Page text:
When it launched in 1994, the original Dodge Neon was a different kind of car – and not just because it looked fun and friendly while the outgoing Shadow it replaced was trying very hard to look sporty by the end.
It was different because of its ads, which were simple and non-threatening. The car was kept simple inside, too. A 2.0-liter engine was standard (available in 132 horsepower with a SOHC head or 150 hp with DOHC), and could be had with a 5-speed manual or 3-speed automatic transmission. You could get power front windows, but rear windows were crank-only. What’s more, the cars were genuinely fun to drive in almost any trim level, leading our very own Matthew Guy to label it as one of the best, unheralded performance cars of its day.
Which, I mean, that’s great and all. But what if Chrysler had made a different call with the Neon powertrain? What if we could go back in time again, Sam Beckett-style, and fill the space under the Neon’s hood with the 175 hp turbocharged engine from the Dodge Omni GLH-S, would that car have ended up as an “unheralded” performance car, or one of the all-time classic sport compacts?
Let’s talk it through.
WHY WOULD CHRYSLER CHOOSE THE 2.2?
“Turbo” was one of the automotive buzzwords of the 1980s. If you wanted to make the car you were selling seem high-tech or cutting edge, a digital speedometer, plastic spoiler, and “turbo” decal got you half of the way there. The upside was that turbochargers were a relatively easy way to get more power out of an aging design, and the Chrysler 2.2 – which made its debut in 1981 with 84 hp – would eventually make 224 hp in cars as diverse as the Dodge Spirit R/T sedan and 16v “Shelby” versions of Warren Mosler’s Consulier GTP.
By the time the Neon came around in the 1990s, though, turbos were being seen in a different light. Carmakers were pulling back from turbocharging, and cars like the Acura NSX that were approaching 100 hp per liter were making friends and influencing people by being more responsive than the relatively lag-y turbo cars of the day.
Turbo cars were starting to be a tough sell, too. Insuring any car with a turbo on it was prohibitively expensive for young drivers (as an example: the insurance payment on my first “real” car, a 1994 Hyundai Scoupe Turbo, was almost the same the payment on the car), which resulted in a reduced demand in the secondary market for turbo cars, as well.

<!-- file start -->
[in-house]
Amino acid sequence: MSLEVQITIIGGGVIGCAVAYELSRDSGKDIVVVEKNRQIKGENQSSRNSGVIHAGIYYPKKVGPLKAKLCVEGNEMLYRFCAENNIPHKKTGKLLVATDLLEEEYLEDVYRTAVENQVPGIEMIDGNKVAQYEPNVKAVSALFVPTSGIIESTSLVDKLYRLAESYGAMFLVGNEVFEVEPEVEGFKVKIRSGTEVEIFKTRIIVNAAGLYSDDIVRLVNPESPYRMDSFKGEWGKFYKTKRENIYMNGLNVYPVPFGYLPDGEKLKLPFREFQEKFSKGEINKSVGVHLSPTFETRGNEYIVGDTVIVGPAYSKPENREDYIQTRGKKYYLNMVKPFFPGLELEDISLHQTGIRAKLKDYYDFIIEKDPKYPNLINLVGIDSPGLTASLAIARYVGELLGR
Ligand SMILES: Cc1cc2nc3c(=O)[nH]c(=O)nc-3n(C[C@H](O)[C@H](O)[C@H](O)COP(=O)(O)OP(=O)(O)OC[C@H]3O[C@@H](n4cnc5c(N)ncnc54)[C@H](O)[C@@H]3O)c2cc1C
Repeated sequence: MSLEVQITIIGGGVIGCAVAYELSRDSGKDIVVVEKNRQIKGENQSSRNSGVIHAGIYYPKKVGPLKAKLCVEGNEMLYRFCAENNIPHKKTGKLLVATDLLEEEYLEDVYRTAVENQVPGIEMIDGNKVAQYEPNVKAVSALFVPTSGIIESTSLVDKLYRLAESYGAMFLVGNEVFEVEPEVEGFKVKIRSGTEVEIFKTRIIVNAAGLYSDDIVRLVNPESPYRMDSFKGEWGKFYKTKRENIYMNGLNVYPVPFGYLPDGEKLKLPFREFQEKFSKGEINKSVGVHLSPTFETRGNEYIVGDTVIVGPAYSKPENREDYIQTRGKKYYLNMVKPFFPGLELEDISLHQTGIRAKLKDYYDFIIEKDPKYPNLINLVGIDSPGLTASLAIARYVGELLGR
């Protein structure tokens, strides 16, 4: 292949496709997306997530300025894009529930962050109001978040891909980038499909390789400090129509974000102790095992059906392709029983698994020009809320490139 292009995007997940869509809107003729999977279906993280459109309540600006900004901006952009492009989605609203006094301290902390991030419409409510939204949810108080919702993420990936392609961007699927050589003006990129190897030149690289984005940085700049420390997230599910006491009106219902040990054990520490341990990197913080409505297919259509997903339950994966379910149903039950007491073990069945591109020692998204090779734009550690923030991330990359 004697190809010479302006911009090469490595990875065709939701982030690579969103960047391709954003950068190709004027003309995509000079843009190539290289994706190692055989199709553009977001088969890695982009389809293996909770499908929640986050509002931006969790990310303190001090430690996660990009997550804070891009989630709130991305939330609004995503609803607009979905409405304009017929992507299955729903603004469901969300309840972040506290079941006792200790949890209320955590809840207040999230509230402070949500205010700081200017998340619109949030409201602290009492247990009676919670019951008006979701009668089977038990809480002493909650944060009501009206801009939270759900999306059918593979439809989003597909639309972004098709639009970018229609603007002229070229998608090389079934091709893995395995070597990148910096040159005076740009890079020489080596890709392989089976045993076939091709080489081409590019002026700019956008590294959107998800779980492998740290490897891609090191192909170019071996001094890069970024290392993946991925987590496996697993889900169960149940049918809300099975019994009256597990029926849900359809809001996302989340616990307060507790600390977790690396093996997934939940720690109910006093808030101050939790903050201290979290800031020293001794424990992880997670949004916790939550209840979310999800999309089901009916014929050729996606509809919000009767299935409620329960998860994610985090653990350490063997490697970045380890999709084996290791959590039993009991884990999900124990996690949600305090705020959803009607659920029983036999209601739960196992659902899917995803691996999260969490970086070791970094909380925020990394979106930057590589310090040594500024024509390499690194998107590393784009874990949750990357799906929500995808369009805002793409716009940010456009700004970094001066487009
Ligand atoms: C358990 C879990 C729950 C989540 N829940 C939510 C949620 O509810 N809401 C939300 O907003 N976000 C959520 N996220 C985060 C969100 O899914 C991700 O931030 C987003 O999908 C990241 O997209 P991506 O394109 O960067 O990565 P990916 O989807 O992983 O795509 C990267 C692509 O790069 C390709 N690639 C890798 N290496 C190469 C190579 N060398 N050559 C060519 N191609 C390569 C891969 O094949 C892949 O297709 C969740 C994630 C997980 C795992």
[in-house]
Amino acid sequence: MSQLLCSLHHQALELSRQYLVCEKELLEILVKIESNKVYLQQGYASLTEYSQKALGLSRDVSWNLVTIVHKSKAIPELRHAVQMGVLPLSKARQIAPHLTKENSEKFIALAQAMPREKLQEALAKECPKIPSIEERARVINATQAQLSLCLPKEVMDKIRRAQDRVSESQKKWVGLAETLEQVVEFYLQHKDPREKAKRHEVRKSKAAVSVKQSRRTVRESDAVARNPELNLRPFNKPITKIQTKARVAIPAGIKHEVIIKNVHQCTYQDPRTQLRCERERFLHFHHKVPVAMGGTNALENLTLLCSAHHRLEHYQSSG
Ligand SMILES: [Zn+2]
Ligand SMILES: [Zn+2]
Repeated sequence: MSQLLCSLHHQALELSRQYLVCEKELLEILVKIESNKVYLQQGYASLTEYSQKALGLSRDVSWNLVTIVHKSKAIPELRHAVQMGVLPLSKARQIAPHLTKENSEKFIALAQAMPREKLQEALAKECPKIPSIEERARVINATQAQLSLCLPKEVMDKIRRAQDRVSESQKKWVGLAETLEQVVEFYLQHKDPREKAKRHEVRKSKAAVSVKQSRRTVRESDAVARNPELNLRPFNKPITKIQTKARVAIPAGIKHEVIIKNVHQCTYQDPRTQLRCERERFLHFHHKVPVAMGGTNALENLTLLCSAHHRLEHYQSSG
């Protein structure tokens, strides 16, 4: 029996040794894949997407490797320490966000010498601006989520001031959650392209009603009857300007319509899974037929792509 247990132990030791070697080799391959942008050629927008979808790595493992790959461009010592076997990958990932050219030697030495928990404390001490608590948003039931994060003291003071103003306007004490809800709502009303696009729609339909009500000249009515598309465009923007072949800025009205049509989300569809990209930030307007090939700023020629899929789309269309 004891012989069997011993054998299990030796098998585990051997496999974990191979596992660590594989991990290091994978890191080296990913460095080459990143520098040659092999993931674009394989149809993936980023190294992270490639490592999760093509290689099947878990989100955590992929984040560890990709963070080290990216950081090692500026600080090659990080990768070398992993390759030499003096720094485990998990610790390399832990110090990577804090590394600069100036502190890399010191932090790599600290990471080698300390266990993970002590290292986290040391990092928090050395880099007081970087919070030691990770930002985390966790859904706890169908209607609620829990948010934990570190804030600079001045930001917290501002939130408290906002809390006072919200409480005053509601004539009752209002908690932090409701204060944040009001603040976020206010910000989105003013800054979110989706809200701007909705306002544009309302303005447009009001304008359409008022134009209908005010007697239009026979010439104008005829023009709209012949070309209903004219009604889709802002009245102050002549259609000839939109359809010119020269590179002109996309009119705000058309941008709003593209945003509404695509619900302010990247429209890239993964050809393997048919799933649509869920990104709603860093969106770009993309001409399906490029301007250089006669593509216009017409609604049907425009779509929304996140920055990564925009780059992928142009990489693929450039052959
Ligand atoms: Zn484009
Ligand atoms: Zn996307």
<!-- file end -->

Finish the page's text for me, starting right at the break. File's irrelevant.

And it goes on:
TL;DR: There were plenty of reasons for Chrysler to not put an aging turbo engine under the hood of a Neon, but there could have been a business case for using the 2.2, and (as ever) that business case was money.
CHRYSLER HAS ALWAYS BEEN BAD WITH MONEY
I’ll say it again, for the people in the back. Chrysler has always been bad with money.
The first (and, for our purposes, most relevant) time Chrysler was bailed out was in 1980, when Chrysler received a $1.5 billion loan from the government that was, at the time, the largest rescue package ever granted by the U.S. government to an American corporation. Chrysler paid of that loan ahead of schedule, in 1984, and promptly went on to make a record $2.4 billion in profits the following year. The K Car was selling well, and Chrysler built up a $5 billion war chest – which it promptly lost. A few years later, in 1990, the company started spiraling into heavy losses that led it to dump more than 40 million shares of stock in order to stay afloat in 1991. Indeed, many industry observers at the time were questioning whether the company would make it to 1992, let alone 2022.
Chrysler had a major breakthrough in 1992 with the launch of the wildly successful Jeep Grand Cherokee and relatively successful LH sedans, and 1994 would be a big year for the company, too. Not only was the Neon a hot seller compared to the outgoing Shadow/Sundance models, but the redesigned Ram was practically flying off dealer lots, and was massively profitable.
I take special care to mention the original JGC and ’94 Dodge Ram pickup here because, unlike the LH and Neon, both of those vehicles relied heavily on Chrysler’s existing parts bin to cut costs. They were selling because they looked amazing, and because customers didn’t seem to mind paying premium dollars for an aging 4.0L inline-six in the Jeep or a Magnum V8 engine in a truck that looked that good.
That same thinking that led to old engines in new skins could have been applied to the Neon easily enough, as well. After all, the engine definitely fits, and it’s hard to imagine that a 110 hp 2.2L equipped Neon would have sold in significantly fewer numbers than the base SOHC version.
“Let’s give the people four power windows and keep the 2.2L, at least for another year or two,” they might have said, in some imagined boardroom. “Do we still have a few hundred turbo engines sitting around? Let’s toss a few of those into that racecar the skunkworks boys want to build, too, and be rid of all of that old stock before we go to the trouble of launching that expensive new 2.0L.”
Hell, putting the 2.2 into a Neon seems damn-near sensible in that context, and the waves that a 2.2L turbocharged Neon ACR – sorry, Neon GLH-S – could have made in the early Honda/Mitsubishi import drag scene would have been big enough for Dwayne “the Rock” Johnson to sing an entire Moana song about.
What’s more, there would be none of this “unheralded” stuff. No, sir. A 2.2L limited-edition Neon would have been up there in the pantheon of great, overpowered torque-steering oddballs like the Saab 900 Turbo, the Lancia Thema 8:32, and, well, the Dodge Omni GLH that came before it.
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